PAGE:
Chirality of Amino Acids

by Dr. Tahir Yaqoob on February 16, 2012

This post highlights how science reporting, including reporting by scientists themselves, often presents something as an explanation of a problem, whereas in reality the proposed explanation does not in fact solve the problem but simply defers the question.

The issue in this post concerns the problem of chirality (or handedness) of amino acids in living organisms. It turns out that the geometrical arrangement of the component atoms of an amino acid molecule in three-dimensional space is critical for an amino acid to function correctly. In particular, there are two arrangements of an amino-acid molecule that are mirror images of each other but otherwise their chemical properties are identical. However, it turns out that in a biological system, the behavior and functionality of the two forms of amino acid are different. The two forms are referred to as left-handed and right-handed molecules respectively, because they cannot be mapped onto each other by a rotation or any other spatial manipulation. Which one is labeled left and which one is labeled right, is simply a matter of convention. The property of “handedness” is generally known as chirality. In nature the two mirror images of a molecule occur in equal proportions. However, it is a remarkable fact that the molecules in living organisms are always left-handed. The right-handed counterpart cannot function with the left-handed apparatus. In a test tube, or in an organism that has died, left-handed (or right-handed) molecules revert to a mixture containing equal proportions of both types. The reason for the chirality of life is a complete mystery.

No satisfactory explanation has been found, but plenty of “non-explanations” abound. ou may have heard that an excess of left-handed amino acids has been found in meteorites. One of the articles about this appeared in the Astrobiology Magazine in 2011 and was entitled, “Meteorites May Answer Life’s Chirality Question” (other articles appeared in different places as usual, based on the same information, and the story in such cases is usually simply replicated many times over). The article is very strange and is a fine example of extreme handwaving. Even before reading the article, just from the title, a red flag should go up in your head. You should realize that the meteorites alone cannot answer the question because the question is simply deferred. How was the bias introduced in the meteorites?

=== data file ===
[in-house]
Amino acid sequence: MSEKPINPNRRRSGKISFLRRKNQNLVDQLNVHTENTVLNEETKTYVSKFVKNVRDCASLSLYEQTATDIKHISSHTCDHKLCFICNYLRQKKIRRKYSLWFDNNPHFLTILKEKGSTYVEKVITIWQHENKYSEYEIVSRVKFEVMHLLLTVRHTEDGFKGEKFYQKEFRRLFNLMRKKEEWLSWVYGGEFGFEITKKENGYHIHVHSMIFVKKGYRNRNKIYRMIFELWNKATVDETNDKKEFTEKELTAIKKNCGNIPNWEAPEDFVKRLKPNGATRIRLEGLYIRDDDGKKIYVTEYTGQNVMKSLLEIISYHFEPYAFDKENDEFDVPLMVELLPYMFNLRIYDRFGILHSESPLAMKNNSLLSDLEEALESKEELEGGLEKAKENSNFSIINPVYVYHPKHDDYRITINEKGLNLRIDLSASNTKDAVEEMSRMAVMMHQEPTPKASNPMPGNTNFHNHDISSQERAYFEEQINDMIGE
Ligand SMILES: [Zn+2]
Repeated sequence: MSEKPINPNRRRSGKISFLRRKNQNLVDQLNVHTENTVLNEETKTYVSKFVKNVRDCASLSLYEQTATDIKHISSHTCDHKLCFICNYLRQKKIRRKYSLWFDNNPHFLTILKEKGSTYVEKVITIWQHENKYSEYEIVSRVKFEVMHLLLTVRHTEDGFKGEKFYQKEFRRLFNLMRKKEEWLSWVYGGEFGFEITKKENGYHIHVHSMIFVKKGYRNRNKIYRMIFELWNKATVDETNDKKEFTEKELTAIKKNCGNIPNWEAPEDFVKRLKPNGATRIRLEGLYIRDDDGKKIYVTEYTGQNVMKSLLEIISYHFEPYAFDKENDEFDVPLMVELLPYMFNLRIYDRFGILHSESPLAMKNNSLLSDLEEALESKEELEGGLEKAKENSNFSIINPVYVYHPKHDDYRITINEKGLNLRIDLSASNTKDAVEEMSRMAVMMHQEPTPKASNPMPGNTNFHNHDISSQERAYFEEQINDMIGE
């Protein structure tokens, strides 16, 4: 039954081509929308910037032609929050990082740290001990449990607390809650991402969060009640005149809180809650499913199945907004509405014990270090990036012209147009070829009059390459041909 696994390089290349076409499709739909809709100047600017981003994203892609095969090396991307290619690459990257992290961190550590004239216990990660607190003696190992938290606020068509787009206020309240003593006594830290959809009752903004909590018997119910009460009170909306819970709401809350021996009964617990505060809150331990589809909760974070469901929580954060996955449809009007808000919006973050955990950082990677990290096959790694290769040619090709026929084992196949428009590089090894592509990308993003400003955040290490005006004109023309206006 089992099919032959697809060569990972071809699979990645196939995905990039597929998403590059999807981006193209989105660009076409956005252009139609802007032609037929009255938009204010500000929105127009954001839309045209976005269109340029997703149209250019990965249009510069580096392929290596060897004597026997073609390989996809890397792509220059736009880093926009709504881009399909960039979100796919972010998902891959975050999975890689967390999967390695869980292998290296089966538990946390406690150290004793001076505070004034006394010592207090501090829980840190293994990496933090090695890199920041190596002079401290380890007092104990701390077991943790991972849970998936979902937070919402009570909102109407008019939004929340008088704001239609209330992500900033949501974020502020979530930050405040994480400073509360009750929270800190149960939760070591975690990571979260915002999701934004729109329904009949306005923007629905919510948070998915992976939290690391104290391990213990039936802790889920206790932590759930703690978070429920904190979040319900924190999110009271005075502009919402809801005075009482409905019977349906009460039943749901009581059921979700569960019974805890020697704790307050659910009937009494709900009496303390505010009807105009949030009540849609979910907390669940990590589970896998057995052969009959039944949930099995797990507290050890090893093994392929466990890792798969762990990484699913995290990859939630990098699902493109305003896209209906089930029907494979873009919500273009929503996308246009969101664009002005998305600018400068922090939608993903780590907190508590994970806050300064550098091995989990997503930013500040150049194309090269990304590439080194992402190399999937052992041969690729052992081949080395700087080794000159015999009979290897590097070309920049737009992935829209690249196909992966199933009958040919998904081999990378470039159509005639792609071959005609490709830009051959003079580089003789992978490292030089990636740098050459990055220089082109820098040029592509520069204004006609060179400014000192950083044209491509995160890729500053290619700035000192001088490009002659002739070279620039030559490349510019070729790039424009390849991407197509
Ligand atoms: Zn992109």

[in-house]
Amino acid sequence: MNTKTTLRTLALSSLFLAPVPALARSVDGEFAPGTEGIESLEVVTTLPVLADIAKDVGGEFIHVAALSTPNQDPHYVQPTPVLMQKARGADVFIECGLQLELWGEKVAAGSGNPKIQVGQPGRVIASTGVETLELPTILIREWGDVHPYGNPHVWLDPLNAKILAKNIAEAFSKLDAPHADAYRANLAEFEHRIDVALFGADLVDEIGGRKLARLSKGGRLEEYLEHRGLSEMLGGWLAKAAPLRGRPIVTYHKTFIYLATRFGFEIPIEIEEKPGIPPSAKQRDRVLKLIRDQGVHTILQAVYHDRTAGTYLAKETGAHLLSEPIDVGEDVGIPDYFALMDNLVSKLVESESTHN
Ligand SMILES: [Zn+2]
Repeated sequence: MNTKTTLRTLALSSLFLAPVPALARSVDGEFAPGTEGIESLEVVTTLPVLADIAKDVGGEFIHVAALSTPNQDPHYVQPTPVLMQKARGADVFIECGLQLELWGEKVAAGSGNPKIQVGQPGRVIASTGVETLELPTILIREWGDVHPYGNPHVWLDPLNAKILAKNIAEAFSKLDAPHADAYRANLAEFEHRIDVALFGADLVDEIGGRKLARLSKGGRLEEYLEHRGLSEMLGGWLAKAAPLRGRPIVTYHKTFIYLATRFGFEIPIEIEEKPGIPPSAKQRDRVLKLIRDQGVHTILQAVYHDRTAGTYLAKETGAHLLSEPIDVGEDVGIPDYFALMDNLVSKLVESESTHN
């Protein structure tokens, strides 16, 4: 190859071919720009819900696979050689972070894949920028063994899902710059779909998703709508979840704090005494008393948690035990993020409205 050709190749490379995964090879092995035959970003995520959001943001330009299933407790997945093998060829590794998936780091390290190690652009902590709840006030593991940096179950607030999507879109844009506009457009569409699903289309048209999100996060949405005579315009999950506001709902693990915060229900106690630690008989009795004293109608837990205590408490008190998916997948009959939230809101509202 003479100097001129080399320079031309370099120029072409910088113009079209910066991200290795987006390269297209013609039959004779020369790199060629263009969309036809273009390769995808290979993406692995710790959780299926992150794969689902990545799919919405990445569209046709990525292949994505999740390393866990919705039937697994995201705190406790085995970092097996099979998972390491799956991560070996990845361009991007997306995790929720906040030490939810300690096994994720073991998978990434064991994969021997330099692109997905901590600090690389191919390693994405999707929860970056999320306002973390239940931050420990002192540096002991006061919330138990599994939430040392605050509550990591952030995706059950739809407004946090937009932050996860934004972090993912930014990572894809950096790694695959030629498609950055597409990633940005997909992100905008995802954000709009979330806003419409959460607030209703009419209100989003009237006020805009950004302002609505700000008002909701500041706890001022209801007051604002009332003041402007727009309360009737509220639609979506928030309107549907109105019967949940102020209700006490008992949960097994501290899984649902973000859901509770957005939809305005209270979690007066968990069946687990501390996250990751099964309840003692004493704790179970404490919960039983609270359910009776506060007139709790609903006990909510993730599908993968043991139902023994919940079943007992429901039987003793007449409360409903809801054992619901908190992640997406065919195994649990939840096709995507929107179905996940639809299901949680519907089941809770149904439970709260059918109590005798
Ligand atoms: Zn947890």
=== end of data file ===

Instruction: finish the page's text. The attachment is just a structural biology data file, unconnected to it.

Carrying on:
Still, let’s continue with the article, maybe it does offer an explanation. But soon, the article admits that the mechanism is not known, and postulates that primordial water could be responsible for the asymmetry. However, no actual mechanism is proposed. Then it gets worse. The article admits that even if water could do it, it can only amplify an already existing asymmetry, and could not create one. Having admitted that, the article then postulates that radiation could have produced the asymmetry, but no mechanism is proposed. At this point the article has really gone way off course. There is no reason
why radiation should introduce an asymmetry. If there is, the article gives no hint about it. It has never been demonstrated in the laboratory, or theoretically (the article does not cite any study). The article then ends with a pretty graphic of an artist’s impression of a neutron star, which has nothing to do with amino acids, let alone left-handed ones. The only connection is that the neutron star produces radiation, but a large variety of other objects in the Universe produce radiation too.

So, by the time the article ends, we are no wiser about the origin of the chirality of amino acids. It seems to me that whoever wrote the article really needed to go home (maybe it was a Friday afternoon), and was stuck for a cool graphic to put in the article (after all how do you illustrate the chirality problem with a graphic?). Putting a picture of a meteorite in the article would have looked boring. Let’s see what I’ve got in my image archive. Aha, here’s an exciting graphic of an artists impression of a neutron star (neutron stars cannot be directly imaged because they are too small). Hmm, how can I work that in to the article? Radiation. Maybe radiation causes chirality? Okay, I’ll put in something about radiation so I can use this cool graphic and then I can go home.

So we were right in the original interpretation of the title of the article. How can meteorites possibly explain the origin of chirality without a proposed mechanism?

The Wikipedia article on amino-acid chirality is even stranger. It states that “Most scientists believe that Earth life’s ‘choice’ of chirality was purely random.” This is nonsense because random processes produce equal numbers of left-handed and right-handed amino acids. That is the point! In order to introduce a bias, a nonrandom process is explicitly required, and that process has not been identified. So, scientists who believe in the “random choice” (and such scientists do exist) actually believe in nothing, no explanation at all, because the mechanism producing a choice in the first place is not known.

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